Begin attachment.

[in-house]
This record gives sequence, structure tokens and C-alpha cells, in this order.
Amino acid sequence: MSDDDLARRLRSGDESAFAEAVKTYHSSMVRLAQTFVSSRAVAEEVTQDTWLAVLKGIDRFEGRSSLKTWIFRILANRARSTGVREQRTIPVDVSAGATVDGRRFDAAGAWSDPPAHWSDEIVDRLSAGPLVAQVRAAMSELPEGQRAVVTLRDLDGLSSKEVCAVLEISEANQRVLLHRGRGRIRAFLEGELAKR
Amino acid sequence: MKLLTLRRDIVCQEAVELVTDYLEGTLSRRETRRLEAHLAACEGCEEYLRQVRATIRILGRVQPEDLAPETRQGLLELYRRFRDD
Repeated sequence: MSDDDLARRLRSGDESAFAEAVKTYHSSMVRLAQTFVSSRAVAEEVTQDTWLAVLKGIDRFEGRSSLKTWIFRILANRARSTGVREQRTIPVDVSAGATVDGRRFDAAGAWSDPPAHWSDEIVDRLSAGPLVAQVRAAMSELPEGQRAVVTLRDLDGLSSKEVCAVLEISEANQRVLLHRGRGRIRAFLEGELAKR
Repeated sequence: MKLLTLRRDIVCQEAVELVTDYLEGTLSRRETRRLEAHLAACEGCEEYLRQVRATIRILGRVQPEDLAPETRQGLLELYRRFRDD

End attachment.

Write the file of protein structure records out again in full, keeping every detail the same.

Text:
[in-house]
This record gives sequence, structure tokens and C-alpha cells, in this order.
Amino acid sequence: MSDDDLARRLRSGDESAFAEAVKTYHSSMVRLAQTFVSSRAVAEEVTQDTWLAVLKGIDRFEGRSSLKTWIFRILANRARSTGVREQRTIPVDVSAGATVDGRRFDAAGAWSDPPAHWSDEIVDRLSAGPLVAQVRAAMSELPEGQRAVVTLRDLDGLSSKEVCAVLEISEANQRVLLHRGRGRIRAFLEGELAKR
Amino acid sequence: MKLLTLRRDIVCQEAVELVTDYLEGTLSRRETRRLEAHLAACEGCEEYLRQVRATIRILGRVQPEDLAPETRQGLLELYRRFRDD
Repeated sequence: MSDDDLARRLRSGDESAFAEAVKTYHSSMVRLAQTFVSSRAVAEEVTQDTWLAVLKGIDRFEGRSSLKTWIFRILANRARSTGVREQRTIPVDVSAGATVDGRRFDAAGAWSDPPAHWSDEIVDRLSAGPLVAQVRAAMSELPEGQRAVVTLRDLDGLSSKEVCAVLEISEANQRVLLHRGRGRIRAFLEGELAKR
Repeated sequence: MKLLTLRRDIVCQEAVELVTDYLEGTLSRRETRRLEAHLAACEGCEEYLRQVRATIRILGRVQPEDLAPETRQGLLELYRRFRDD